Submitted by Hanieh Lotfipour
Shams Villa By Karand Architecture Group
Iran Architecture News - Apr 5, 2021 - 09:53 12239 views
Located near Saveh, 70 km from Tehran, Iran's capital city, Shams Villa sits on a 6,015 square meter land in a village. The client is a journalist who requested a recreational house close to the family farm. The intention was to design a modern building reflecting the Iranian identity. Pursuing the client's needs and desires and considering the site's warm and dry climate, Koushk, a Persian traditional summer house, was redefined. Koushk, like a pavilion, is a kind of extroverted architecture that is commonly located in a garden with semi-open balconies.
As a first step, the four natural elements (fire, earth, water, wind), the most dominant characteristics, symbols, and attributes of Persian culture and architecture, were considered as the studio's initial concept. Among these elements, water has been considered a natural element that is pure, clean, and purgative. So irrigating water on site was used as an architectural element and designed as a ringed pool surrounding the building footprint. In addition to the environmental aspects of the water, it will reflect the building image as well as the day-light in-to-the-house.
Following the Koushk design principles, four walls (symbolizing the four natural elements) were used in every corner of a pure cubical structure to form the main enclosure to encompass all the closed and semi-open spaces. The inner spaces set back from the outer envelope for protection from direct exposure to the sun. Furthermore, the facades of the inner spaces were distinguished from the main shelter to emphasize the contrast between solid and void spaces. The natural vistas, on the other hand, led to the creation of an L shape terrace on the second floor, expanding from the south side to north, reaching the shell to form a continuous surface.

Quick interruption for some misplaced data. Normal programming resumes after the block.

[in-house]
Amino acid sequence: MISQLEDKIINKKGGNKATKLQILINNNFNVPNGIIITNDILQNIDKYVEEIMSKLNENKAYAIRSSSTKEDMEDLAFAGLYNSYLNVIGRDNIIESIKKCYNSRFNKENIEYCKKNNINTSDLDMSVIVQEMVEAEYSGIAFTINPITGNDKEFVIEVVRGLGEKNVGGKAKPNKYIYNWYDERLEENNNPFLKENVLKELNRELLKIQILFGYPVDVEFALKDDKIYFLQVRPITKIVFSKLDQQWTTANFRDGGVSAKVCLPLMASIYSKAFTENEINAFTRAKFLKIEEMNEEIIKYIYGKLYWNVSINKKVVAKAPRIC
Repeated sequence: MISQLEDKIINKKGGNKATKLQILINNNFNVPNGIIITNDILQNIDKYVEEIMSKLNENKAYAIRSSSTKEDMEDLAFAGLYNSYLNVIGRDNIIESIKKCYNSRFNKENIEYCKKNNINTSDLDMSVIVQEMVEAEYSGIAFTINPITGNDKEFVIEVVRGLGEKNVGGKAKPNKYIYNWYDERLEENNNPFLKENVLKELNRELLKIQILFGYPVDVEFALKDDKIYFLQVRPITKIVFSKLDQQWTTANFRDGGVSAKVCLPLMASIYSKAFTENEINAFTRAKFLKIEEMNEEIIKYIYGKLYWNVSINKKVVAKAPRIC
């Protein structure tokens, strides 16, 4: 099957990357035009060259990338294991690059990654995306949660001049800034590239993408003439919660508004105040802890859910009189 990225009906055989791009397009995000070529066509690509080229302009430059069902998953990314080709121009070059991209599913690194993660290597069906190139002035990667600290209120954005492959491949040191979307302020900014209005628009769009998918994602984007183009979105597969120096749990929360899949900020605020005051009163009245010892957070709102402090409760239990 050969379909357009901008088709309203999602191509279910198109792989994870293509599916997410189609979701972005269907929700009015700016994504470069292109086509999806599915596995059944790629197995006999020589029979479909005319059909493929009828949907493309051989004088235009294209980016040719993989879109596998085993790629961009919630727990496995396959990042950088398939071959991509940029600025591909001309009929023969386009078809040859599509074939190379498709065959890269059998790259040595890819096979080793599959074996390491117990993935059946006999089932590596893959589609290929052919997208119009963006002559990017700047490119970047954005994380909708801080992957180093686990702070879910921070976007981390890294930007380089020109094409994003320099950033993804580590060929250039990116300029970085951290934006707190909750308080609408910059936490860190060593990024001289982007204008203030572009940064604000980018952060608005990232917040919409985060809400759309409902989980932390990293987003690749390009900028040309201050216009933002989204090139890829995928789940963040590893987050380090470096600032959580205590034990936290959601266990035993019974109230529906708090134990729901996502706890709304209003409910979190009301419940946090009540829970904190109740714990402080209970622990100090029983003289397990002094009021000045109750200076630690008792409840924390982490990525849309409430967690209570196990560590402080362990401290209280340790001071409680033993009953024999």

The east elevation and the way the entrance of the house is encountered were great important features of our design. The principles of entrance in Iranian traditional buildings were reworded using the two symmetrical walls and columns on each side, while two other elements, curtain, and bridge, challenged the symmetry. The upper terrace receded back from the main façade to layer it up.
To protect from cold winds and to reduce glare and overheating, the west side has low height windows functioning also as paths through which natural light- reflected from the smooth water-can enter the house. The house consists of two stories. The first floor is a social area, including a kitchen, a living room, a guest room with a bathroom, and a service area, accessed through the rear terrace. At the upper level are the bedrooms with a bathroom and the private living room. The internal void expands to external balconies to provide the spatial different inner views for both interior and exterior.
Due to the remote location of the project and considering the limitation in transportation and access to professional executive teams, the local materials, and simple details were used. Finally, instead of imitating the traditional forms, simple lines and finishings were implemented in the concept of the building to create a sense of contemporary Iranian architecture.
Location: Saveh, Iran
Area: 450 m2
Project Year: 2015
Architects: Karand Architecture Group
Status: Completed (WAF Shortlist 2014- MEMAR Award, 3rd place)
All images © Karand Architecture Group